Our very first preservation garden, located in Walnut Creek, in California’s Ygnacio Valley, the Ruth Bancroft Garden is recognized as one of America's finest examples of a dry garden. It features a variety of rare and extraordinary succulents and cacti and has a year-round presence, coming in and out of bloom and coloration as if the plants were absorbed in a fascinating conversation with each other.
On February 17, more than 800 people gather at the Ruth Bancroft Garden for an all-day event in celebration of Ruth Bancroft's life and legacy.
The Ruth Bancroft Garden announced the death of Ruth Bancroft on November 26, at the age of 109 years. A visit to Ruth's garden inspired Frank Cabot to create the Garden Conservancy in 1989. Her legacy continues to inspire people across the country and will live on in many ways, as described in a short tribute video made by the Ruth Bancroft Garden.
Carol Laughlin is appointed executive director of the garden.
The garden broke ground for a new Visitor and Education Center on August 19.
The January 2017 edition of the UK Royal Horticultural Society's monthly magazine, The Garden, includes a nice book review of The Bold Dry Garden. Earlier in January, the book was also reviewed in Pacific Horticulture magazine and the East Bay Times reported that the "Bancroft Garden preps for major upgrade."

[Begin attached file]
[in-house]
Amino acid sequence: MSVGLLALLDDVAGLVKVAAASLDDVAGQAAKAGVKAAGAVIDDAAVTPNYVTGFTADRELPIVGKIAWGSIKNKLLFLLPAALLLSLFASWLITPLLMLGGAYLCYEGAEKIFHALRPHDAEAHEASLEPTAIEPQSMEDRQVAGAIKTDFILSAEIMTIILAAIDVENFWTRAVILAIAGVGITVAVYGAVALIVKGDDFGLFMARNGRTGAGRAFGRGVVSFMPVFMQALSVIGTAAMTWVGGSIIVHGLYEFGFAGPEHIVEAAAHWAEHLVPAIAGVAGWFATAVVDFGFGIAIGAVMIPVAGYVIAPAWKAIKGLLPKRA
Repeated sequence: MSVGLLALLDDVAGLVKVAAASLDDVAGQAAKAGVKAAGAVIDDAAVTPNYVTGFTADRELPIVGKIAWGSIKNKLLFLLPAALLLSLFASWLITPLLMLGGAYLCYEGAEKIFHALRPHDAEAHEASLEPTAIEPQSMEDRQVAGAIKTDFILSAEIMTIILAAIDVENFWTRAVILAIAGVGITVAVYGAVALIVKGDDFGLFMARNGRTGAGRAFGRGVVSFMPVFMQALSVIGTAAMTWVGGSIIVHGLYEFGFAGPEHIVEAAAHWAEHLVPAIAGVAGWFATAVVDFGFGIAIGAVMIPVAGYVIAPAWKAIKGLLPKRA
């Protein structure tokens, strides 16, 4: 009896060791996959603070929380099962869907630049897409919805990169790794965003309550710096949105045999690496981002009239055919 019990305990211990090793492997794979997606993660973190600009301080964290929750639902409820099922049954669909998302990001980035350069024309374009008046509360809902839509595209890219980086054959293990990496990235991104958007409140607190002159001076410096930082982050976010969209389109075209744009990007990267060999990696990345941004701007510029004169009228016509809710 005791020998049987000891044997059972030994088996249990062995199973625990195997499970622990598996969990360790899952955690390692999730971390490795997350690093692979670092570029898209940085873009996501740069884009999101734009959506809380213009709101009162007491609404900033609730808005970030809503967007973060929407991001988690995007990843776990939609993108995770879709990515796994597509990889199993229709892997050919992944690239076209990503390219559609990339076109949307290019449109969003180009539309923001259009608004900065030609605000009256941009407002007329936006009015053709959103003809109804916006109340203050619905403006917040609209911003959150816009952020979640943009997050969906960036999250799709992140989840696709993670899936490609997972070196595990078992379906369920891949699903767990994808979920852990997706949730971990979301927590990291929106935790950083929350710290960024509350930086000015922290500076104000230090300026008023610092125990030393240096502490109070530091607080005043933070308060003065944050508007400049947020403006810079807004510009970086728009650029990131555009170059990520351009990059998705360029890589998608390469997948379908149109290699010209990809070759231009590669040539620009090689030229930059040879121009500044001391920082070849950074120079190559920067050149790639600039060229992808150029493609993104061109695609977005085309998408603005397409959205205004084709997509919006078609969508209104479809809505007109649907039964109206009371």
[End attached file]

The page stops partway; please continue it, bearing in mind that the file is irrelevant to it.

Ruth Bancroft Garden receives challenge grant from the Garden Conservancy and groundbreaking for Visitor and Education Center is scheduled for 2017.
In September, Timber Press publishes The Bold Dry Garden: Lessons from the Ruth Bancroft Garden.
Visitor and Education Center designed. Capital campaign launches, raising money for construction.
Ruth Bancroft receives a "Women Preserving the Environment" award from the Contra Costa Commission for Women.
Ruth Bancroft turns 100 years old, and the Ruth Bancroft Garden celebrates this milestone with a year of special events.
Our Marco Polo Stufano Fellow, Becky Rice, studies with Bancroft and becomes the garden's executive director in 2005.
Ownership of the garden is transferred to the new nonprofit, Ruth Bancroft Garden, Inc.
Tours are open to the public on a limited basis. More than 6,000 people visit the garden annually in the next few years. The Garden Conservancy is also granted a conservation easement, the first used to protect a private garden.
The Garden Conservancy and the Bancroft Garden launch a "friends" organization to raise money for preservation and maintenance.
At the suggestion of acclaimed garden writer Penelope Hobhouse, Frank and Anne Cabot visit the Bancroft Garden, which inspires the formation of the Garden Conservancy.
The "Big Freeze" of December 1972 kills most of Bancroft's garden. Undaunted, she starts over.
All but 3 acres of the original orchards are cut down and lost to sub-division; the remainder becomes the Ruth Bancroft Garden. Lester Hawkins, co-owner of Western Hills Nursery, is retained to design the layout of the garden, the paths, and the mounds. Bancroft begins to plant a great number of small succulents and even some palm trees.
Ruth Bancroft buys and plants her first succulent, an Aeonium 'Glenn Davidson', which still grows.
Ruth Petersson marries Phillip Bancroft, Jr. and moves to the family farm.
Historian and publisher Hubert Howe Bancroft begins farming walnuts and prize-winning pears on the 400-acre property. Passed down through three generations, the farm remains in operation until the late 1960s.
For more information, see ruthbancroftgarden.org